Moderation: Susanne Führer
She was the first woman on the ARD correspondent square in Moscow and the first western correspondent to interview Mikhail Gorbachev. Her hairstyle is cult. Gabriele Krone-Schmalz’s new book is now published "ice age".
For four eventful years – from 1987 to 1991 – Gabriele Krone-Schmalz reported for ARD television from Moscow and became an expert on Russia. But Russia was already busy with the now 67-year-old since her studies in Cologne at the end of the 1960s.
Your critics call it one "Putinversteherin". Gabriele Krone-Schmalz never gets tired, for to establish a better relationship between the West and Russia. She has already written several bestsellers about Russia, but also Germany. Now her latest work appears "Ice Age – How Russia is being demonized and why it is so dangerous".
"I think the things that were spread in the Cold War are not gone with the stroke of a contract. That is still in the mind. That is certainly something that we underestimate. Cold War thinking is not gone. Because in an increasingly confusing world, it is simply more convenient to say, I orient myself (.). What should not be underestimated is group pressure. For whatever reason, Russia is the incarnation of evil. To say something against it, you are out of the game. So you have to defend yourself against it. You need information, you need time (.). I try to tell the missing stories."
When she first came to Moscow as a correspondent in 1987, she had gone her own way. So she doesn’t have that "Dissidents as friends of their predecessors" accepted.
"My father was very unconventional"
"I tried to meet normal people. That was possible in times of perestroika. And my husband went to the general store to see what it was like. And I think that’s important when you report from a country that you immerse yourself in everyday life so that you understand the people."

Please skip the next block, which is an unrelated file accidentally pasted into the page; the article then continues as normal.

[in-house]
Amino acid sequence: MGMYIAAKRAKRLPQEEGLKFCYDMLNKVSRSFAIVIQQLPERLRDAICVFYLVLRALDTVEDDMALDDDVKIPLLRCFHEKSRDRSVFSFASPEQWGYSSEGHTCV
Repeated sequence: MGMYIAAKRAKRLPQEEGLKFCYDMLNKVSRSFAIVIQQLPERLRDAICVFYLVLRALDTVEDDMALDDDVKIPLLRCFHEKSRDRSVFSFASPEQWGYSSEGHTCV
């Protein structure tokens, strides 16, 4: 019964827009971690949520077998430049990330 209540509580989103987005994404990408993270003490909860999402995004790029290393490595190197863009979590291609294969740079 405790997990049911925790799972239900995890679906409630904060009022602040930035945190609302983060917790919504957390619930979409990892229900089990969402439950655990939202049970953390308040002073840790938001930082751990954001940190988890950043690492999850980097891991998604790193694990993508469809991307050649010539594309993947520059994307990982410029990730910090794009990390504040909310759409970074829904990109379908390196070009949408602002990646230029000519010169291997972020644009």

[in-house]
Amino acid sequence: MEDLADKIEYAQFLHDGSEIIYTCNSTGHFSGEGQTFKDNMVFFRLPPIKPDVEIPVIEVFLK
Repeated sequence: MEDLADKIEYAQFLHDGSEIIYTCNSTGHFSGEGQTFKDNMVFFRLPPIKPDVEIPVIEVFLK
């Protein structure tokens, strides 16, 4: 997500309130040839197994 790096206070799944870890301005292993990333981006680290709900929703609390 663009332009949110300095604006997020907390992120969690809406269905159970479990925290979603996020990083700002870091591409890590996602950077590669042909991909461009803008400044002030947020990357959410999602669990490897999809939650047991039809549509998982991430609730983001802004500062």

Gabriele Krone-Schmalz is deeply influenced by her parents’ house, she says "In conversation". She had a special relationship with her father.
"That was a great man, that was a person, that was an artist. My father was concertmaster in the WDR Symphony Orchestra and introduced me to music very early on. I went to rehearsals as a child and thought it was great. My father was also someone who thought very differently, who was very unconventional. He was so unconventional, we as children asked him if you could have breakfast in the evening and he said, of course you can also have breakfast in the evening and my father had breakfast with us in the evening."
"All right between Mickey Mouse and Mephisto"
The hairstyle that shapes Gabriele Krone-Schmalz’s image is also unconventional, and she still owes her husband’s hair-cutting art to this day.
"In the meantime, everything is fine between Mickey Mouse and Mephisto and I think I can no longer separate myself from it and it will be as long as I do hair stay on my head like that."
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